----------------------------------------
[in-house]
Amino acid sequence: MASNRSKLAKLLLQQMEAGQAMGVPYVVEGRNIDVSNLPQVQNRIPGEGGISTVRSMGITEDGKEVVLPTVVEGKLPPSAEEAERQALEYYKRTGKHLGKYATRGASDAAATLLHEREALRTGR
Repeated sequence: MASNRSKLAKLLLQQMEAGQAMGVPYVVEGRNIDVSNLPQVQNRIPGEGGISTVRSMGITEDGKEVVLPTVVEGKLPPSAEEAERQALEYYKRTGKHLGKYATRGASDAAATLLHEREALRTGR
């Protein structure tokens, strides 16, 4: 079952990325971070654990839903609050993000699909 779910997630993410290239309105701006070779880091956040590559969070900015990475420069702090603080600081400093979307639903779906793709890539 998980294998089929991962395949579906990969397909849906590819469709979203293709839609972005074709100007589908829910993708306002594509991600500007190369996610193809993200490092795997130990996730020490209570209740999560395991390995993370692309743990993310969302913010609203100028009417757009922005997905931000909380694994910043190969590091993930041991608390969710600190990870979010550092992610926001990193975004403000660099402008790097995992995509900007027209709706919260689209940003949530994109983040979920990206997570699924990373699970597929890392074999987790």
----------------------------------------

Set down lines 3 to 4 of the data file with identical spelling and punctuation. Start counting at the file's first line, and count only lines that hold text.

Repeated sequence: MASNRSKLAKLLLQQMEAGQAMGVPYVVEGRNIDVSNLPQVQNRIPGEGGISTVRSMGITEDGKEVVLPTVVEGKLPPSAEEAERQALEYYKRTGKHLGKYATRGASDAAATLLHEREALRTGR
């Protein structure tokens, strides 16, 4: 079952990325971070654990839903609050993000699909 779910997630993410290239309105701006070779880091956040590559969070900015990475420069702090603080600081400093979307639903779906793709890539 998980294998089929991962395949579906990969397909849906590819469709979203293709839609972005074709100007589908829910993708306002594509991600500007190369996610193809993200490092795997130990996730020490209570209740999560395991390995993370692309743990993310969302913010609203100028009417757009922005997905931000909380694994910043190969590091993930041991608390969710600190990870979010550092992610926001990193975004403000660099402008790097995992995509900007027209709706919260689209940003949530994109983040979920990206997570699924990373699970597929890392074999987790």